National Institutes of Health Diversity Program Consortium Meets to Celebrate Completion of Initiative’s Phase I, Launches Phase II

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Hansook Oh (ehoh@mednet.ucla.edu)

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National Institutes of Health Diversity Program Consortium Celebrates Completion of Initiative’s Phase I, Launches Phase II

Collage of photos taken at the 2019 DPC Annual Conference

For photos, please visit the DPC Flickr page

LOS ANGELES, Calif., Sep. 11, 2019—The National Institutes of Health’s (NIH) Diversity Program Consortium (DPC) held its fifth annual conference from July 29-30, 2019, in Bethesda, Maryland. Members of this groundbreaking initiative traveled from all over the country to celebrate the completion of their first five-year phase, and to kick off the beginning of the second five years of the project.

Established by the NIH in 2014, the DPC is a multi-million-dollar experimental diversity initiative involving over a dozen higher education institutions spanning from Alaska to Maryland. The ten Building Infrastructure Leading to Diversity (BUILD) sites, the Coordination and Evaluation Center and the National Research Mentoring Network (NRMN) have spent the last five years developing and implementing innovative interventions at the student, faculty and institutional levels, to advance the DPC goal of finding more effective approaches to research training and mentoring.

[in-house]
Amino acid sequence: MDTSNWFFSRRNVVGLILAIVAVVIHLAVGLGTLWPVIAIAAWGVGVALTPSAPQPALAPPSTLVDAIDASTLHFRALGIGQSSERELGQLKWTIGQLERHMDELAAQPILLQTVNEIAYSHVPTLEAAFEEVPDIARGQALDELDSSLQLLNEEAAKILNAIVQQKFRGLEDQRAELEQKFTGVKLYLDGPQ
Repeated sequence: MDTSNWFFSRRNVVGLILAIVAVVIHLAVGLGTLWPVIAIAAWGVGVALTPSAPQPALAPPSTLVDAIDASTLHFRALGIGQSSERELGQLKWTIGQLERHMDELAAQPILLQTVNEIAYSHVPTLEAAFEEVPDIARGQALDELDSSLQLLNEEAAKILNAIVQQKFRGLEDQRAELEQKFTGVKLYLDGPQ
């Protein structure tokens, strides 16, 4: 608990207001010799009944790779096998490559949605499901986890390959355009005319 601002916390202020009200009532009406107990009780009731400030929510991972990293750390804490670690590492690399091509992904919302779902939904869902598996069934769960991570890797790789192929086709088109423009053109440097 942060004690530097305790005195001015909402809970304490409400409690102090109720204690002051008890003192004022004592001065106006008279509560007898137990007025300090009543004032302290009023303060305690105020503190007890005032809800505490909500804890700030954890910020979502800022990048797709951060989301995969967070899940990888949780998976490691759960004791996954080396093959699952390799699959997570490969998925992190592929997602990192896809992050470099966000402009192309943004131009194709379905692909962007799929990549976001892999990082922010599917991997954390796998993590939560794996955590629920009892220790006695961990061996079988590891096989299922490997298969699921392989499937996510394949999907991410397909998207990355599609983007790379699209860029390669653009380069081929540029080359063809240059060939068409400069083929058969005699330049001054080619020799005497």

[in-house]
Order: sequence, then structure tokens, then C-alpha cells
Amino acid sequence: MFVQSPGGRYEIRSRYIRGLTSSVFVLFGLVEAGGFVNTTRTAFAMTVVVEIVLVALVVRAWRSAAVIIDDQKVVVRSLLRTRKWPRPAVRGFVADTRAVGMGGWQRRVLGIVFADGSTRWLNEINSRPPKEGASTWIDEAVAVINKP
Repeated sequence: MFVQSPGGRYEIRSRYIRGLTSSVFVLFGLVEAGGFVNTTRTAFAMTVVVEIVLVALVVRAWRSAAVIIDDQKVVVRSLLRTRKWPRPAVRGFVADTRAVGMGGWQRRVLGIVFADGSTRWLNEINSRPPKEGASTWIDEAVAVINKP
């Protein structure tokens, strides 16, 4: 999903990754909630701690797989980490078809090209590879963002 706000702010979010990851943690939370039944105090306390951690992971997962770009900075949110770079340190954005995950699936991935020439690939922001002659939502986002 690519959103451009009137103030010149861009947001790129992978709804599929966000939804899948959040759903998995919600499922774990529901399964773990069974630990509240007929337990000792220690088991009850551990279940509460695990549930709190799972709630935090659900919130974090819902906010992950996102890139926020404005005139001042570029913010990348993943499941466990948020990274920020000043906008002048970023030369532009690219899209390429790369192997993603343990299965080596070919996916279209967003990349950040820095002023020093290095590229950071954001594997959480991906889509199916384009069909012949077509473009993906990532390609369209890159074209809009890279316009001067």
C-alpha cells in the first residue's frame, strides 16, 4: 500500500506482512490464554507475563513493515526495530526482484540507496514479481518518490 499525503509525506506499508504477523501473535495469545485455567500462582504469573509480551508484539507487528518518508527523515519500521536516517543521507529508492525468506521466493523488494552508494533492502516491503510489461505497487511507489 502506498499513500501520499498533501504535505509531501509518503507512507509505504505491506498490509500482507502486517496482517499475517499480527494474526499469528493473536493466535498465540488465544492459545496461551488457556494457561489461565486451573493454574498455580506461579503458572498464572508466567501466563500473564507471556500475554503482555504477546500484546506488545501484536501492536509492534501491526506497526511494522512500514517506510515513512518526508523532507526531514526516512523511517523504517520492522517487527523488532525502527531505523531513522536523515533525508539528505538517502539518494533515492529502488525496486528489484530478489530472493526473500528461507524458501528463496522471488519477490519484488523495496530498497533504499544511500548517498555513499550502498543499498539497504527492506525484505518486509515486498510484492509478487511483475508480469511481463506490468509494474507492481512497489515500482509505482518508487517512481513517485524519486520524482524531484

The conference, titled “Launching DPC Phase II: The DPC Experiment Continues – Expanding on Collective Accomplishments of the Consortium,” began with a keynote speech by Dr. Hannah Valantine, NIH Chief Officer for Scientific Workforce Diversity. Informed by her insights from a high-level view of diversity initiatives in biomedical research, Valantine framed the consortium in context of general trends in diversity.

Hannah Valentine addresses the audience as the keynote speaker“A lot of our previous work has focused on the individual, and although much necessary and important to continue, we need to be thinking about how we create these institutional systems for change,” Valantine said. “As a model, we need to have programs or systems that promote transparency and accountability with systematic review, transparency in hiring and promotion policies of institutions, transparency in collecting the data—and not having it just sit on a shelf but publishing it.”

Publishing, and disseminating best practices, will be an important focus for the DPC during Phase II. This dissemination work will be informed by the data that the DPC awardees have been collecting during Phase I and will continue to collect through Phase II.

Some of the data that Valantine shared indicated small, but encouraging improvements in workforce diversity. She compared numbers from 2013—right before the DPC was launched—and 2018, at the tail end of the consortium’s Phase I. Valantine pointed out that there has been a notable  increase in the number of R01 research grant applications and award rates for principal investigators from underrepresented groups, namely African Americans, Latinos, Native Americans and Pacific Islanders (see Figures 1&2).